# ASYMMETRIC CRYPTOGRAPHY - 2022/3

Module code: COMM045

## Module Overview

The module introduces general concepts of asymmetric (a.k.a. public key) cryptography and covers main algorithms and protocols in this field. The module will introduce mathematical foundations that are essential for the functionality and security of asymmetric cryptographic algorithms and then focus on the security definitions and constructions of concrete algorithms for authentication, confidentiality and integrity. The theoretical part of the module will focus on provable security of asymmetric cryptographic algorithms and introduce the concept of cryptographic reductions. In labs students will develop and test their understanding of the material and learn how to implement and use existing algorithms from asymmetric cryptography.

### Module provider

Computer Science and Electronic Eng

GRANGER Robert (CS & EE)

### Module cap (Maximum number of students): N/A

Independent Learning Hours: 125

Laboratory Hours: 10

Captured Content: 15

Semester 1

None

## Module content

• Number-theory and modular arithmetic (incl. algorithms for gcd, modular inverse and exponentiation computations, prime numbers, operations in cyclic groups, group order, discrete logarithm problem and algorithms, integer factorization problem and algorithms)

• Public-key / asymmetric encryption (incl. schemes such as RSA, ElGamal, Goldwasser-Micali, Rabin, Paillier, homomorphic properties and provable security of public-key encryption (e.g. IND-CPA and IND-CCA security, RSA problem, Diffie-Hellman problems), key lengths)

• Digital signatures (incl. schemes such as RSA, ElGamal, Schnorr, DSS, Hash-and-Sign paradigm, one-time signatures (e.g. Lamport, Merkle), provable security of digital signatures (e.g. EUF-CMA security))

• Key establishment protocols (incl. key transport/distributions, key exchange/agreement protocols, Diffie-Hellman key exchange, key derivation functions, attacks on key establishment protocols, provable security of key establishment protocols (e.g. AKE-security notion), extensions to multi-party key establishment)

• Advanced cryptographic techniques (e.g. signcryption, Shamir’s secret sharing, identification/zero-knowledge protocols)

## Assessment pattern

Assessment type Unit of assessment Weighting
Examination 3-HOUR OPEN-BOOK INVIGILATED EXAM 100

N/A

## Assessment Strategy

The assessment strategy is designed to provide students with the opportunity to demonstrate that they have achieved the module's learning outcomes.

The summative assessment for this module consists of an individual open-book 3-hour invigilated exam with a set of questions that students are required to answer. This addresses LO1 and LO2.

For formative assessment and feedback, each two-hour lab will start with a short quiz which tests understanding of that week's material, with solutions explained. A set of exercises - including implementation tasks - and solutions will be available prior to the lab to further develop and test understanding, and there will be additional unseen tutorial-style exercises and solutions to improve understanding of and facility with the mathematical foundations and their applications. This addresses LO1, LO2 and LO3.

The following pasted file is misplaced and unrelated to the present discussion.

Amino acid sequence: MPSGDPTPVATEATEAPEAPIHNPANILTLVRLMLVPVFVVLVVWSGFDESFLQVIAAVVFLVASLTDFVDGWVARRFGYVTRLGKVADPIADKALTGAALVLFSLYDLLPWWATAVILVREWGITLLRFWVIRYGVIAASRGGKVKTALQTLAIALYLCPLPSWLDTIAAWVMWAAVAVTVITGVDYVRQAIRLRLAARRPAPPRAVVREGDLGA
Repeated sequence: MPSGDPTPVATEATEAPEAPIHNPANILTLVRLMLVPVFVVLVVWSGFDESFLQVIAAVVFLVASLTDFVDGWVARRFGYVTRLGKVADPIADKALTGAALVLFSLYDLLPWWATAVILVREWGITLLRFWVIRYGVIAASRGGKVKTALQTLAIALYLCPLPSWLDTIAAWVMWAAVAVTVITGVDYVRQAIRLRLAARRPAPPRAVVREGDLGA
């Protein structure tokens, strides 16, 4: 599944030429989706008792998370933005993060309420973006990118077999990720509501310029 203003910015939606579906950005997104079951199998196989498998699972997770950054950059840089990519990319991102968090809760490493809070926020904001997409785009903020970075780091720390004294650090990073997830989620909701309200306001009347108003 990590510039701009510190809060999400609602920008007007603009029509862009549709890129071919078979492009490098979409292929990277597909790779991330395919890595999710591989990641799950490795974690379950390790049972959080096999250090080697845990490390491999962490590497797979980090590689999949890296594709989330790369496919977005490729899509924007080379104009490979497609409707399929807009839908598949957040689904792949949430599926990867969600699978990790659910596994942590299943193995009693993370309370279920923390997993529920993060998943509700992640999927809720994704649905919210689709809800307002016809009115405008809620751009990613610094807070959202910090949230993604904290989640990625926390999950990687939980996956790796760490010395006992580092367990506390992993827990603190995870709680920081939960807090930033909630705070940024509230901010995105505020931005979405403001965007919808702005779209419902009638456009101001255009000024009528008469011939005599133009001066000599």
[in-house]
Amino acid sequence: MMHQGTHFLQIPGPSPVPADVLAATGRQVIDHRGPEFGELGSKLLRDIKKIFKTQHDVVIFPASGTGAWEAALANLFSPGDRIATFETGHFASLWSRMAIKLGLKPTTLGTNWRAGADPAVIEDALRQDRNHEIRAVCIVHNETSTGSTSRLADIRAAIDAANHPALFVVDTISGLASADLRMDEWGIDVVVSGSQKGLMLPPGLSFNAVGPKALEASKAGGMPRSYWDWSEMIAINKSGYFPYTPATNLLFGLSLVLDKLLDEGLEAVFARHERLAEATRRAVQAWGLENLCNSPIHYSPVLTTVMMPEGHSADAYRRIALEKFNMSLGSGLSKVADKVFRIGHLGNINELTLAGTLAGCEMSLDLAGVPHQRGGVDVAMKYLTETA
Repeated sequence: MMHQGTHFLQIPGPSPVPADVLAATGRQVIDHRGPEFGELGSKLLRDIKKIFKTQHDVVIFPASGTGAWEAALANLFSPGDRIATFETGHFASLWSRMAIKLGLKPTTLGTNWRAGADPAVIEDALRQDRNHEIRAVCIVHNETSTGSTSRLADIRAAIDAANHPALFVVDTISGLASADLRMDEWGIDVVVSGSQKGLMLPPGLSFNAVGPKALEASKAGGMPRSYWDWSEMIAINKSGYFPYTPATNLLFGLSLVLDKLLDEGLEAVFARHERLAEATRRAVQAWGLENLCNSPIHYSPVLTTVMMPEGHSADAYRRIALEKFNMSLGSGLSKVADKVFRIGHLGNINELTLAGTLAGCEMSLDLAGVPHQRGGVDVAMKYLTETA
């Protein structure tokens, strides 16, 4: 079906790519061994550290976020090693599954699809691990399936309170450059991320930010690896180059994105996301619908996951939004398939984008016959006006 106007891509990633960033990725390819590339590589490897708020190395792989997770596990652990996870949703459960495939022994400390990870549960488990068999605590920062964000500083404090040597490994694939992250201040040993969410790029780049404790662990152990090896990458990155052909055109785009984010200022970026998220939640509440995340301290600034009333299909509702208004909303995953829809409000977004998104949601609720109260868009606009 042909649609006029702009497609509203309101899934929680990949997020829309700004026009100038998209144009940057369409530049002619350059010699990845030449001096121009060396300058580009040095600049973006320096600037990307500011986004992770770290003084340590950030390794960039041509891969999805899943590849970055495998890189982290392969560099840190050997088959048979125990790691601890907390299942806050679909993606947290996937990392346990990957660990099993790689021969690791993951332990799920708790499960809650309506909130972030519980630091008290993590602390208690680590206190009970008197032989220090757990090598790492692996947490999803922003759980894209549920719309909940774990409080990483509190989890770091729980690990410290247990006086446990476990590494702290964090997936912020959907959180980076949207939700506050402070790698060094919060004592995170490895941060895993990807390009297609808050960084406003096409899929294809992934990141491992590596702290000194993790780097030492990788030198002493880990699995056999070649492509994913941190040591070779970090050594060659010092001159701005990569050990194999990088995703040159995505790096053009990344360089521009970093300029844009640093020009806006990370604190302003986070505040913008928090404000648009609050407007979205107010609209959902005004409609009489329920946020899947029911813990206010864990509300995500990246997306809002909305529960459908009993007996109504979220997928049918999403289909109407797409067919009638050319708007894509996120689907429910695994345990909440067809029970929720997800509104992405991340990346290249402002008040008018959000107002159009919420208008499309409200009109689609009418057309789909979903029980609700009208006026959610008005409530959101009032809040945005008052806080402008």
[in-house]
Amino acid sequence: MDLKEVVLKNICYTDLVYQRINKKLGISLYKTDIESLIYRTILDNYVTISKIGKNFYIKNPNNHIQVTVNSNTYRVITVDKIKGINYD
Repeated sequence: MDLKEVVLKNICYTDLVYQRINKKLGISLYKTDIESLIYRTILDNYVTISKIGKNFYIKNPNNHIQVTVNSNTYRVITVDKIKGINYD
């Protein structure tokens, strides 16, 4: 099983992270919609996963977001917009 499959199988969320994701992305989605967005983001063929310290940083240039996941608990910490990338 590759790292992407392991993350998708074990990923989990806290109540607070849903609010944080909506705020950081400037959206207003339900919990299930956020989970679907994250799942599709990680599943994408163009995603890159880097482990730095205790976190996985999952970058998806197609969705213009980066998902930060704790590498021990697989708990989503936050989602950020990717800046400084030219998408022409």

## Module aims

• The aim of this module is to equip students with background knowledge and practical experience of modern asymmetric cryptographic algorithms and protocols. The module will explain the underlying theory and show practical application of asymmetric cryptographic algorithms

## Learning outcomes

 Attributes Developed 1 Understand cryptographic principles, challenges and goals that arise in the context of public-key cryptography KC 2 Understand the functionality and security of widely used asymmetric cryptographic algorithms, including their advantages and disadvantages and the underlying mathematical theory KCT 3 Experience practical application of asymmetric cryptographic algorithms KPT

Attributes Developed

C - Cognitive/analytical

K - Subject knowledge

T - Transferable skills

P - Professional/Practical skills

## Methods of Teaching / Learning

The learning and teaching strategy is designed to:

• Help students understand the nature of public key cryptography, including main principles, challenges and goals

• Explain most significant concepts and algorithms in asymmetric cryptography

• Explain security requirements and functionality of asymmetric cryptographic algorithms

• Enable students to apply existing asymmetric cryptographic algorithms in practice

The learning and teaching methods include:

• Lectures (15 hours) in the form of detailed lecture slides and topic-based captured content videos.

• Labs (10 hours) consisting of a one-hour flipped learning class with a quiz and answers, highlighting important parts of the lecture and taking questions, and one hour on additional exercises delivered in the manner of a tutorial to improve understanding of and facility with the mathematical foundations and their applications.

• Independent study (125 hours), with students expected to expend the remaining workload on studying the lectures, reading the textbook chapters and watching the further topic videos, preparing for the labs, working through the additional lab exercises and solutions, and preparing for the exam.

Indicated Lecture Hours (which may also include seminars, tutorials, workshops and other contact time) are approximate and may include in-class tests where one or more of these are an assessment on the module. In-class tests are scheduled/organised separately to taught content and will be published on to student personal timetables, where they apply to taken modules, as soon as they are finalised by central administration. This will usually be after the initial publication of the teaching timetable for the relevant semester.